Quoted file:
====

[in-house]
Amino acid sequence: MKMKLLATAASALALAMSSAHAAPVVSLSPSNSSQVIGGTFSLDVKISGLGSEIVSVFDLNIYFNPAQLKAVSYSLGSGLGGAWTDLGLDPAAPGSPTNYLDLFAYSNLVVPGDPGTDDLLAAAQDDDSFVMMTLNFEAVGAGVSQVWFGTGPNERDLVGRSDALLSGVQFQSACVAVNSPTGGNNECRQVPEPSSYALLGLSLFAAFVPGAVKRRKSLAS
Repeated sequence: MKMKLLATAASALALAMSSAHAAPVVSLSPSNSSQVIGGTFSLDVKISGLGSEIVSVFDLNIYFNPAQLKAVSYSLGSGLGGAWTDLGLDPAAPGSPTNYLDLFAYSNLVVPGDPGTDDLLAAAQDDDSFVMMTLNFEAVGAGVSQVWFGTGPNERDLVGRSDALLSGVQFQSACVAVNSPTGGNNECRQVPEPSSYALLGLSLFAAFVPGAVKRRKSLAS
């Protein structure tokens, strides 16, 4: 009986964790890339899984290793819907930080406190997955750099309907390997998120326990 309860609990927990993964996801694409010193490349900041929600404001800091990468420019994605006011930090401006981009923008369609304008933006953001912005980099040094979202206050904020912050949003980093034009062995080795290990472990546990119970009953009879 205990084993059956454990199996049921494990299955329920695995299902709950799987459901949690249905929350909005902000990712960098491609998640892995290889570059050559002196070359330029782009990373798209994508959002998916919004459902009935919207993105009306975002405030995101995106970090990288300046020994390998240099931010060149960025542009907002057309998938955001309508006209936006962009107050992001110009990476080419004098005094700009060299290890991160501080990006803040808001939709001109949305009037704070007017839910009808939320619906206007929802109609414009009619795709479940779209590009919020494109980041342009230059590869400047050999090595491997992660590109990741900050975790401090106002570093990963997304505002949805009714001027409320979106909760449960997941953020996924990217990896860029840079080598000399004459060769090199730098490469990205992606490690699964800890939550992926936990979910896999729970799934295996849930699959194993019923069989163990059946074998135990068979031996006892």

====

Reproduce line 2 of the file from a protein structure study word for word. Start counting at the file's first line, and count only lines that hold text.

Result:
Amino acid sequence: MKMKLLATAASALALAMSSAHAAPVVSLSPSNSSQVIGGTFSLDVKISGLGSEIVSVFDLNIYFNPAQLKAVSYSLGSGLGGAWTDLGLDPAAPGSPTNYLDLFAYSNLVVPGDPGTDDLLAAAQDDDSFVMMTLNFEAVGAGVSQVWFGTGPNERDLVGRSDALLSGVQFQSACVAVNSPTGGNNECRQVPEPSSYALLGLSLFAAFVPGAVKRRKSLAS